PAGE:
• People who have a history of leaving jobs after only a few months. That’s a no brainer for some. Don’t fool yourself into believing your company will be the one that this person will stick with. The best indicator of future behaviour is past behaviour.
  • People you don’t have rapport with. If you can’t build rapport in a job interview you will not build it later. Employees need to fit in with the culture and they need to be able to relate with their co workers and their boss. If you’re not feeling the love in the interview, don’t hire that person no matter what. Your job as a manager will be infinitely easier if you are working with people you can get along with.
  • People who are not naturally pleasant. This runs along the same line as the above point. You can’t teach people how to be pleasant or happy. If you detect that a job candidate has a certain negative edge to him, then don’t hire him.  He won’t suddenly change and become nice to be around.

Employers should develop a profile of the perfect candidate for the job. Taking the time to figure out what type of person is best suited for the position will help you with your search. Knowing what type of people to avoid will help you even further. Committing yourself to hiring only those who fit the profile will pay off, so be patient and keep trying to find the right people.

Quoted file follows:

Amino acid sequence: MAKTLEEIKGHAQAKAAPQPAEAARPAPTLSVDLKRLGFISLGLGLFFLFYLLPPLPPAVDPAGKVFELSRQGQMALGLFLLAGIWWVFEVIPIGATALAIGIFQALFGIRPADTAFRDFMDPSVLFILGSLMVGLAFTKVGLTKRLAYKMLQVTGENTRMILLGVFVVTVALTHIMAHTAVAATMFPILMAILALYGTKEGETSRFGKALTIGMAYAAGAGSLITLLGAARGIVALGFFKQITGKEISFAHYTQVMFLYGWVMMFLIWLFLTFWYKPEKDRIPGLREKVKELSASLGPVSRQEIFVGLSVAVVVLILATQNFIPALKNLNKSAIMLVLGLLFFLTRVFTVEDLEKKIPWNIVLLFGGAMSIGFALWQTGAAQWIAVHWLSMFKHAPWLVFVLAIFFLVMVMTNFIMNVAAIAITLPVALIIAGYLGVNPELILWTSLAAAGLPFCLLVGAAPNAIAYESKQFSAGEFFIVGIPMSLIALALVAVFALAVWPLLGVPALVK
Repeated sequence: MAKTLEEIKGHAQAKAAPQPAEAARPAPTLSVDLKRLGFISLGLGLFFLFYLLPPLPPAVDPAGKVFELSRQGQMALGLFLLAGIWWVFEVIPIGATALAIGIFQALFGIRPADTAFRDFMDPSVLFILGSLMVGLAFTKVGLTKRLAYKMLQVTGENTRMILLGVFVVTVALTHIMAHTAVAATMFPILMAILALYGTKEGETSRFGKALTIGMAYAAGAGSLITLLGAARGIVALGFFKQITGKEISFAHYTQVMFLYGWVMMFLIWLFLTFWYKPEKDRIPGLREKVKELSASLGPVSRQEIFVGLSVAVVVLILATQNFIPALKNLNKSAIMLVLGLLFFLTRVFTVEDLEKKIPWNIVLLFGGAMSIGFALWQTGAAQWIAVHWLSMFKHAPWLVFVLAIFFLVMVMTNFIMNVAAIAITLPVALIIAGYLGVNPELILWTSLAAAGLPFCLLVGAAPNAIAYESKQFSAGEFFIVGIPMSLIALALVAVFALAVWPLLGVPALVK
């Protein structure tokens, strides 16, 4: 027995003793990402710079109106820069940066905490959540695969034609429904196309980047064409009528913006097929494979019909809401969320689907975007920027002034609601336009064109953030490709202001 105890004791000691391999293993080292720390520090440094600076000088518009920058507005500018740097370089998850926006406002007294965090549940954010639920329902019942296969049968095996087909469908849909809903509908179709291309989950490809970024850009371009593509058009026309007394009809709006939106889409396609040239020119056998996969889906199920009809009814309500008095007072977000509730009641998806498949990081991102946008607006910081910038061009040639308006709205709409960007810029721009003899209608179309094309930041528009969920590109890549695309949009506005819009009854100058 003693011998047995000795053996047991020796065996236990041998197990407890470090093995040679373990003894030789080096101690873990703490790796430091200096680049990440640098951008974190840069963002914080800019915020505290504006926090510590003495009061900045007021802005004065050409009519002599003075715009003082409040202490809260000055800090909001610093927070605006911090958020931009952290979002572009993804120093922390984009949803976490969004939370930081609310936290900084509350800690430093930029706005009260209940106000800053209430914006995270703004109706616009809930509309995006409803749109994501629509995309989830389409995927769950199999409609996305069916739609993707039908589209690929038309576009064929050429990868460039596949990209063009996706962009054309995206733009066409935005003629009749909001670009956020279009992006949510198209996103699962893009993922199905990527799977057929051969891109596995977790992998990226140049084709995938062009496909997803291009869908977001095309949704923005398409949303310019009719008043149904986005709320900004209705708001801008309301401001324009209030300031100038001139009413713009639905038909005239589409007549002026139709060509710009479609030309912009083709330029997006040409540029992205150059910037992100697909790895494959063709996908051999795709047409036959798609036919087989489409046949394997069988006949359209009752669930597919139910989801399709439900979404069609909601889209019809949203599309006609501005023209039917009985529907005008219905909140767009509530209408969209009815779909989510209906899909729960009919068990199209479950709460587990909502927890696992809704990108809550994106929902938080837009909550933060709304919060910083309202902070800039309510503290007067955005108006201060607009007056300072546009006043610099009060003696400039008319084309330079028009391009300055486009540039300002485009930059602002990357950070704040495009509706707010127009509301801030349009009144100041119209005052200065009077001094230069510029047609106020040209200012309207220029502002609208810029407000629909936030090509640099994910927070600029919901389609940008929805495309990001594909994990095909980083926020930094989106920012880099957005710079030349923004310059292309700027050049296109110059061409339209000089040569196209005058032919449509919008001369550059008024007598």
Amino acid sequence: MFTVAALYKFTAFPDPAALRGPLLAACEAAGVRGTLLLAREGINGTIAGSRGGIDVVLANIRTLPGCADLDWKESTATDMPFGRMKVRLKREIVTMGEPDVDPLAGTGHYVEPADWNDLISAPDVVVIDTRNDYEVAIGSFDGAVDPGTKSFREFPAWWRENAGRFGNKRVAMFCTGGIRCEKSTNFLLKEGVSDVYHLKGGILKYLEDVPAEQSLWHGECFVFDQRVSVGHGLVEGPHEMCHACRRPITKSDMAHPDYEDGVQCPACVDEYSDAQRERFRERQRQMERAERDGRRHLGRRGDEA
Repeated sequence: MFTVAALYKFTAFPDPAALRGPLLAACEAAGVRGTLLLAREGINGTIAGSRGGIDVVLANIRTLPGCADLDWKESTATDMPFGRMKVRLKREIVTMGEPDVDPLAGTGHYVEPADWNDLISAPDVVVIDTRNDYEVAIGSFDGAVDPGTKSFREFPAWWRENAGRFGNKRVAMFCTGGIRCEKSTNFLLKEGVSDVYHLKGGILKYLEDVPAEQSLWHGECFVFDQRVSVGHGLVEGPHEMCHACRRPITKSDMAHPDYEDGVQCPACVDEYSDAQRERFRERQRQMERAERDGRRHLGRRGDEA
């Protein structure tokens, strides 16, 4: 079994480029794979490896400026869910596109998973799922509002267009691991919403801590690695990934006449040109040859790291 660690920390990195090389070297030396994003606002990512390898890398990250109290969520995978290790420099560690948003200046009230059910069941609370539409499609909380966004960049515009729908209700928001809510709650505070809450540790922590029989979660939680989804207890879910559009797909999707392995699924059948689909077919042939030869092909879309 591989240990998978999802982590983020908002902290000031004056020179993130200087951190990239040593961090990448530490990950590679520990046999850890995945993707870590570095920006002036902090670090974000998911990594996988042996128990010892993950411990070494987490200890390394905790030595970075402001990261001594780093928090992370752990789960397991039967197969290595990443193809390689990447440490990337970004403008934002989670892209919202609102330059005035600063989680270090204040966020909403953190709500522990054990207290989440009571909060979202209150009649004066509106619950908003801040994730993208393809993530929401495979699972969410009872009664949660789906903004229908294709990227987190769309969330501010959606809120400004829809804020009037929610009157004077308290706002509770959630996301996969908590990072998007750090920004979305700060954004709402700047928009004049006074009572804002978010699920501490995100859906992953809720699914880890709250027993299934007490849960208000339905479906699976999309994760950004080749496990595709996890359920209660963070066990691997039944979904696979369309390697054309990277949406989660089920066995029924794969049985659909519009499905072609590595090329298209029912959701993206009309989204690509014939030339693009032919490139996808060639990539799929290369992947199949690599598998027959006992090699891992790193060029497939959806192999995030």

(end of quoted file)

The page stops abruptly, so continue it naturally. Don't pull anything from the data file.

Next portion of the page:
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A number of months ago I had my kitchen renovated and a couple of weeks into the project, the designer, “went on leave”. I later found out she would certainly not be coming back. The same company lost its receptionist recently and when I called to follow up on a problem I requested be fixed, I was told she “retired”. Sure! Judging from the dealings we had with this company I am pretty sure that is simply a euphemism for, “she quit”. In fact, I’m surprised she lasted as long as she did!

Geeze! It reminds me of a company I used to work for. Whenever someone got fired an obscure email would circulate saying that person was no longer with the company. It always felt a little weird. Now, I know they can’t very well divulge the details of an employee’s departure, but there is always something a little curious/ominous about the use of euphemisms. Who do they think they are fooling, anyway?

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Did you ever notice how some people make it difficult for you to be their customer? They ask you to pay in advance for things that don’t need to be paid for ahead of time. They can’t order exactly what you want the way you want it, so you have to purchase something with unnecessary features. You have to come back on another day because someone important isn’t available to help you. It all sounds weird to me, but you and I know it happens all too often.